It's easy to see why online degrees have grown in popularity. Online learning eliminates many scheduling conflicts and geographic limitations—and not to mention we are living in an ever-growing technological society. But despite the increase in the number of students taking online classes and enrolling for graduate degrees, seeing online credentials on résumés is still a new notion for many. Many human resources representatives are questioning why applicants have chosen to study from the comfort of their home instead of in a classroom and earn what some call an “empty” education. According to a 2005 Vault Inc. survey, 85 percent of employers believe online degrees are more acceptable today than they were five years ago. But still, the debate continues.
In short, yes, there are plenty of legitimate online programs that offer undergraduate degrees, MBAs, and PhDs. But the unfortunate perception is that obtaining an online degree is simple because of the popularity of fake degrees, also known as diploma mills. Customers can simply pay a fee and receive their diploma—not legit of course.
But just like any traditional university or college, not all online programs are created equal. Before enrolling, do your research so you don't waste time, money, and brainpower. Perhaps the most important quality to look for is accreditation—and verify it with an accrediting agency that is recognized by the U.S. Department of Education or the Council for Higher Education Accreditation (CHEA).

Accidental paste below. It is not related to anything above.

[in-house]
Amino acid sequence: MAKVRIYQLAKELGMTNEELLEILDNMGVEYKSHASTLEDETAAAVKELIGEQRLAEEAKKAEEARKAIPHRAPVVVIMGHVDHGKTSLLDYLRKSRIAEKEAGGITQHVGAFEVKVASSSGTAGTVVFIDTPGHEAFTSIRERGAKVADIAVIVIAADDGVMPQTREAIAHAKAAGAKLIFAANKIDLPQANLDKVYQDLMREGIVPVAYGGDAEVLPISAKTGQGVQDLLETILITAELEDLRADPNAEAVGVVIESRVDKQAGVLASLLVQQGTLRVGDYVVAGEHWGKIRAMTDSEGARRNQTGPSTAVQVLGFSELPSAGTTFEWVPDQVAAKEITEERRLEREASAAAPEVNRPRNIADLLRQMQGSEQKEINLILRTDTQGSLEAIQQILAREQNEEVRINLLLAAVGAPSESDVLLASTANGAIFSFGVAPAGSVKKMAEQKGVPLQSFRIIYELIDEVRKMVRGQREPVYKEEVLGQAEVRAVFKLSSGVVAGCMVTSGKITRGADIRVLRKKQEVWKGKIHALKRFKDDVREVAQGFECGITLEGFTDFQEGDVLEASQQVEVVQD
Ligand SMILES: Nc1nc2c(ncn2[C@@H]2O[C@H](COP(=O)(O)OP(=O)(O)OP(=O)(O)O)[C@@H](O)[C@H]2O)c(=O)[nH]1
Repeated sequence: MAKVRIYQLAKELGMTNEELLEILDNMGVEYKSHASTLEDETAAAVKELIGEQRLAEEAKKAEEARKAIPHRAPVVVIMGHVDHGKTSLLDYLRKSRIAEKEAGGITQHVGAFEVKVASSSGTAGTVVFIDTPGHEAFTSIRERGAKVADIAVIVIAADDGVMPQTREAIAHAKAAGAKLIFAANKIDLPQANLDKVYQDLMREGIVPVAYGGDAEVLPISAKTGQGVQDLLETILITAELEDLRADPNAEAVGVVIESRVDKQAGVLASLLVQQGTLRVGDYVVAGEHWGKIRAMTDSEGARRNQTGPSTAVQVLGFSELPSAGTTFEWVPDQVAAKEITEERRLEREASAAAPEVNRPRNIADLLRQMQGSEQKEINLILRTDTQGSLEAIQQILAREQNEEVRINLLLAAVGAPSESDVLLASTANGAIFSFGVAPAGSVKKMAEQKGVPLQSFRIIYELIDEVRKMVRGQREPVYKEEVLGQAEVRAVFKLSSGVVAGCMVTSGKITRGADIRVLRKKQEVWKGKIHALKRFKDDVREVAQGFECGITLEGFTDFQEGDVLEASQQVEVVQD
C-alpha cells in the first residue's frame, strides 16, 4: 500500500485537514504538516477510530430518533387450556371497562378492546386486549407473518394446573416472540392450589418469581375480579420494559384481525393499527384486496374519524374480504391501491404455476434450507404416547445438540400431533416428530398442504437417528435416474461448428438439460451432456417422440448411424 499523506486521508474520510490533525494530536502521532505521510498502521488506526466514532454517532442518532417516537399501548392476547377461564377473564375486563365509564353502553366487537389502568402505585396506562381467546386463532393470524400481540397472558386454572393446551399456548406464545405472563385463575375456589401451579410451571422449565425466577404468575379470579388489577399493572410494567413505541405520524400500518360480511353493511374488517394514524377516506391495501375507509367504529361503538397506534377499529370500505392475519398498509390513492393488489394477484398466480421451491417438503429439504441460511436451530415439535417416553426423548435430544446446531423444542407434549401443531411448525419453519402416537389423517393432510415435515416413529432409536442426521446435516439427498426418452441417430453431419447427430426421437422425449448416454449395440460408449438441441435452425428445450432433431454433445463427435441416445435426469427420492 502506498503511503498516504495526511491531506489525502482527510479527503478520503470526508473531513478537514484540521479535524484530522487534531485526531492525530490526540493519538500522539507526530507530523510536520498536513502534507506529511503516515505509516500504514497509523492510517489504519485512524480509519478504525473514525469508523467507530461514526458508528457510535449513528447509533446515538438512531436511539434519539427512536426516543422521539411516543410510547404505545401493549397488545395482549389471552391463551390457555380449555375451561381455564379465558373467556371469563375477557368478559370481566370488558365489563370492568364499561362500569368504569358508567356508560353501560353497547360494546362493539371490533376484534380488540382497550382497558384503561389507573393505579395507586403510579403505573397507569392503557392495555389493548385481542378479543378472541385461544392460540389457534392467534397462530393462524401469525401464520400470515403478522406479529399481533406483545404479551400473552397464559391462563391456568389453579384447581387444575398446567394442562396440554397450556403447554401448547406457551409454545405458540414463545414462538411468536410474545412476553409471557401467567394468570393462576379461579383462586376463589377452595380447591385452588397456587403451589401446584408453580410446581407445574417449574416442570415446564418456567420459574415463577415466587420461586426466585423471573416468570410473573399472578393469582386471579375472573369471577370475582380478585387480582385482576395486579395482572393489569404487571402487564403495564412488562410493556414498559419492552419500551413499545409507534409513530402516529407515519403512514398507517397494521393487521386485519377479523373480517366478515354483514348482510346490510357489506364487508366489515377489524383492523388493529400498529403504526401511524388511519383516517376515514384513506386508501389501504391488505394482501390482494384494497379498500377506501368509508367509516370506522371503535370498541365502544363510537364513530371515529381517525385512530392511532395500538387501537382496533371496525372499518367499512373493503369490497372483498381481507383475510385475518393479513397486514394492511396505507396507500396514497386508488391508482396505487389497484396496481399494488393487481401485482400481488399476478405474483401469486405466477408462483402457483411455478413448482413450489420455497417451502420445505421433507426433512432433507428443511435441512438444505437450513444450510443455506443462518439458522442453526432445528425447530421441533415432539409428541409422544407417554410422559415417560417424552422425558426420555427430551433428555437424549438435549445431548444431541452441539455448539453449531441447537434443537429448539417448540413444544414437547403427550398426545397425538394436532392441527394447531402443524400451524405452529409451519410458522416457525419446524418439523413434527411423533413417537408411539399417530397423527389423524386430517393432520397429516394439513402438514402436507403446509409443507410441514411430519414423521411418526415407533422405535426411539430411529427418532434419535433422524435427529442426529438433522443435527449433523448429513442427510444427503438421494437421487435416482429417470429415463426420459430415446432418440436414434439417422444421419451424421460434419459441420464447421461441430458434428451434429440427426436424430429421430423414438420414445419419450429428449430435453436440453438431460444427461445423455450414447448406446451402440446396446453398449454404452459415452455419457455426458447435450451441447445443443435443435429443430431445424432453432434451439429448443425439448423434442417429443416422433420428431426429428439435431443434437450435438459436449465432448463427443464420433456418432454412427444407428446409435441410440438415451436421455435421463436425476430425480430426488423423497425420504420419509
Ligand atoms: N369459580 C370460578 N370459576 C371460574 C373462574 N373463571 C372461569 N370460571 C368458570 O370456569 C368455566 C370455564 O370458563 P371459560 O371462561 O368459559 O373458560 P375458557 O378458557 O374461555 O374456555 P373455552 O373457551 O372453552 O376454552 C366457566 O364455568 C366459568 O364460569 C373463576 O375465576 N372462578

The CHEA says that it examines a school's performance in a variety of areas, including “expected student achievement, curriculum, faculty, services, and academic support for students.” Therefore, whether the school is online or traditional, it must meet a high level of educational standards to determine if it provides quality education worthy of the CHEA's stamp of approval.
Many students say there is a stigma associated with online learning, but others enjoy the technological aspect of a virtual classroom experience. Students become “tech savvy” and stay up-to-date with new software.
But, while many students enjoy earning their graduate degrees solo, a big disadvantage to students is the lack of social interaction and learning from their classmates—often a critical part of the learning process. To combat this, many online schools require online interaction with students and instructors several times a week.The bottom line employers seem to agree on is this: if you're a resourceful and disciplined enough person to earn a degree—whether listening to a lecture on a computer or in person—potential employers will see your dedication and give you a fair shot at the job. In the end, a degree is a degree.